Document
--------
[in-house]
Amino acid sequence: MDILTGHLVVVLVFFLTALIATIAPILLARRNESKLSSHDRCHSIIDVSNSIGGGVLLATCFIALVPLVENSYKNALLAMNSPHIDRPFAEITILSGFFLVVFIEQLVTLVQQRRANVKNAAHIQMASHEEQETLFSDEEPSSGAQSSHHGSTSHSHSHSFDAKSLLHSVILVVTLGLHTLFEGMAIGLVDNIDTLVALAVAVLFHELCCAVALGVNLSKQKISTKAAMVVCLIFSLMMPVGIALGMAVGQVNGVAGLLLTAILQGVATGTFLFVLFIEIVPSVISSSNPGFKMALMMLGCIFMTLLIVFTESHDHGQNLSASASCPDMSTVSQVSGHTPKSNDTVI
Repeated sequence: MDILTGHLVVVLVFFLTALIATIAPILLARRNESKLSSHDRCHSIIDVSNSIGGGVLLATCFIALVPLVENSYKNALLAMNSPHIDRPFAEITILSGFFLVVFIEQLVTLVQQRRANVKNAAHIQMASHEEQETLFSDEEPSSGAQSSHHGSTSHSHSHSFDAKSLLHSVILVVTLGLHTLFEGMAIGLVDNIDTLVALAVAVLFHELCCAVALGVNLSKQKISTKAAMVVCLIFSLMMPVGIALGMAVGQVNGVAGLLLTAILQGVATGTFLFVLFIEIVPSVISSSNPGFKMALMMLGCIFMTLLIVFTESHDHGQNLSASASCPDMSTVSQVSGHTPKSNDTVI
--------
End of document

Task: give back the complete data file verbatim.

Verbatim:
[in-house]
Amino acid sequence: MDILTGHLVVVLVFFLTALIATIAPILLARRNESKLSSHDRCHSIIDVSNSIGGGVLLATCFIALVPLVENSYKNALLAMNSPHIDRPFAEITILSGFFLVVFIEQLVTLVQQRRANVKNAAHIQMASHEEQETLFSDEEPSSGAQSSHHGSTSHSHSHSFDAKSLLHSVILVVTLGLHTLFEGMAIGLVDNIDTLVALAVAVLFHELCCAVALGVNLSKQKISTKAAMVVCLIFSLMMPVGIALGMAVGQVNGVAGLLLTAILQGVATGTFLFVLFIEIVPSVISSSNPGFKMALMMLGCIFMTLLIVFTESHDHGQNLSASASCPDMSTVSQVSGHTPKSNDTVI
Repeated sequence: MDILTGHLVVVLVFFLTALIATIAPILLARRNESKLSSHDRCHSIIDVSNSIGGGVLLATCFIALVPLVENSYKNALLAMNSPHIDRPFAEITILSGFFLVVFIEQLVTLVQQRRANVKNAAHIQMASHEEQETLFSDEEPSSGAQSSHHGSTSHSHSHSFDAKSLLHSVILVVTLGLHTLFEGMAIGLVDNIDTLVALAVAVLFHELCCAVALGVNLSKQKISTKAAMVVCLIFSLMMPVGIALGMAVGQVNGVAGLLLTAILQGVATGTFLFVLFIEIVPSVISSSNPGFKMALMMLGCIFMTLLIVFTESHDHGQNLSASASCPDMSTVSQVSGHTPKSNDTVI